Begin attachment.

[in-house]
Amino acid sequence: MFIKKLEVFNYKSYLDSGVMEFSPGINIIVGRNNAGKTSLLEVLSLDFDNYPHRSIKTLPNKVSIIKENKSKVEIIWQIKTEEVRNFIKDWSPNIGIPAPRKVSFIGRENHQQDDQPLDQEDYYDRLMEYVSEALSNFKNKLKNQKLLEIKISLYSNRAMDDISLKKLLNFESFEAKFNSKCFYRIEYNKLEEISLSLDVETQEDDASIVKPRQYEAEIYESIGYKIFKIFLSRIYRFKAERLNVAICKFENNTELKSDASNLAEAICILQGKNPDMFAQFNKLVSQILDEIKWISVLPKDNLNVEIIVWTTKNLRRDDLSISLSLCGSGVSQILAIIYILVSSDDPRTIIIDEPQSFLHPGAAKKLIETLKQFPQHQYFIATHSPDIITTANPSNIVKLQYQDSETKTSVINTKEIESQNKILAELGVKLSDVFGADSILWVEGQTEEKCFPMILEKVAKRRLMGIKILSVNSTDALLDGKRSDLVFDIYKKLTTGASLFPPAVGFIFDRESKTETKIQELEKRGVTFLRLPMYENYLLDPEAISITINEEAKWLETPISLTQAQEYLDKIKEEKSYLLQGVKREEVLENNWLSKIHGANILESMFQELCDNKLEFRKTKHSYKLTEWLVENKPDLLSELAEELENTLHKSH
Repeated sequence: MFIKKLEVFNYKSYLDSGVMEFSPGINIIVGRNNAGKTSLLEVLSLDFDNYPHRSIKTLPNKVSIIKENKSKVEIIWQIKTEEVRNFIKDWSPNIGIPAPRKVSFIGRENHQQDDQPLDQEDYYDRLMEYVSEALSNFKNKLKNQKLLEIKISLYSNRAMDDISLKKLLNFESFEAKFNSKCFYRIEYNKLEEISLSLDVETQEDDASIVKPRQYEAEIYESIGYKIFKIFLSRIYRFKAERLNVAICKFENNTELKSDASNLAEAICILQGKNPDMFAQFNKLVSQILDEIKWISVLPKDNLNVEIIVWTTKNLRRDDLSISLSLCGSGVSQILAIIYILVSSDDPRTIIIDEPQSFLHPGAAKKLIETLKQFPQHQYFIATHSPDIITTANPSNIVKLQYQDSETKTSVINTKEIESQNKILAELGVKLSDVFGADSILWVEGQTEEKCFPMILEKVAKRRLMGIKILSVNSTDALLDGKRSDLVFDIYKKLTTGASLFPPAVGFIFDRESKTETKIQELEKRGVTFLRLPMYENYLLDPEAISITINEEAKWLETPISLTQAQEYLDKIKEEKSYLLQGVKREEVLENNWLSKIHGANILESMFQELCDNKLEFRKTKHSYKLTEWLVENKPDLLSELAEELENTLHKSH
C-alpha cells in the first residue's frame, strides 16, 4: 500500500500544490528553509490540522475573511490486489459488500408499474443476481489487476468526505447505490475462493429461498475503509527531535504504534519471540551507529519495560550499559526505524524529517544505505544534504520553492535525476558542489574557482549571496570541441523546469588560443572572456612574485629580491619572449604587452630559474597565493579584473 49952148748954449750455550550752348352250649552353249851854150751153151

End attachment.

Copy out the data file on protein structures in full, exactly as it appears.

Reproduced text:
[in-house]
Amino acid sequence: MFIKKLEVFNYKSYLDSGVMEFSPGINIIVGRNNAGKTSLLEVLSLDFDNYPHRSIKTLPNKVSIIKENKSKVEIIWQIKTEEVRNFIKDWSPNIGIPAPRKVSFIGRENHQQDDQPLDQEDYYDRLMEYVSEALSNFKNKLKNQKLLEIKISLYSNRAMDDISLKKLLNFESFEAKFNSKCFYRIEYNKLEEISLSLDVETQEDDASIVKPRQYEAEIYESIGYKIFKIFLSRIYRFKAERLNVAICKFENNTELKSDASNLAEAICILQGKNPDMFAQFNKLVSQILDEIKWISVLPKDNLNVEIIVWTTKNLRRDDLSISLSLCGSGVSQILAIIYILVSSDDPRTIIIDEPQSFLHPGAAKKLIETLKQFPQHQYFIATHSPDIITTANPSNIVKLQYQDSETKTSVINTKEIESQNKILAELGVKLSDVFGADSILWVEGQTEEKCFPMILEKVAKRRLMGIKILSVNSTDALLDGKRSDLVFDIYKKLTTGASLFPPAVGFIFDRESKTETKIQELEKRGVTFLRLPMYENYLLDPEAISITINEEAKWLETPISLTQAQEYLDKIKEEKSYLLQGVKREEVLENNWLSKIHGANILESMFQELCDNKLEFRKTKHSYKLTEWLVENKPDLLSELAEELENTLHKSH
Repeated sequence: MFIKKLEVFNYKSYLDSGVMEFSPGINIIVGRNNAGKTSLLEVLSLDFDNYPHRSIKTLPNKVSIIKENKSKVEIIWQIKTEEVRNFIKDWSPNIGIPAPRKVSFIGRENHQQDDQPLDQEDYYDRLMEYVSEALSNFKNKLKNQKLLEIKISLYSNRAMDDISLKKLLNFESFEAKFNSKCFYRIEYNKLEEISLSLDVETQEDDASIVKPRQYEAEIYESIGYKIFKIFLSRIYRFKAERLNVAICKFENNTELKSDASNLAEAICILQGKNPDMFAQFNKLVSQILDEIKWISVLPKDNLNVEIIVWTTKNLRRDDLSISLSLCGSGVSQILAIIYILVSSDDPRTIIIDEPQSFLHPGAAKKLIETLKQFPQHQYFIATHSPDIITTANPSNIVKLQYQDSETKTSVINTKEIESQNKILAELGVKLSDVFGADSILWVEGQTEEKCFPMILEKVAKRRLMGIKILSVNSTDALLDGKRSDLVFDIYKKLTTGASLFPPAVGFIFDRESKTETKIQELEKRGVTFLRLPMYENYLLDPEAISITINEEAKWLETPISLTQAQEYLDKIKEEKSYLLQGVKREEVLENNWLSKIHGANILESMFQELCDNKLEFRKTKHSYKLTEWLVENKPDLLSELAEELENTLHKSH
C-alpha cells in the first residue's frame, strides 16, 4: 500500500500544490528553509490540522475573511490486489459488500408499474443476481489487476468526505447505490475462493429461498475503509527531535504504534519471540551507529519495560550499559526505524524529517544505505544534504520553492535525476558542489574557482549571496570541441523546469588560443572572456612574485629580491619572449604587452630559474597565493579584473 49952148748954449750455550550752348352250649552353249851854150751153151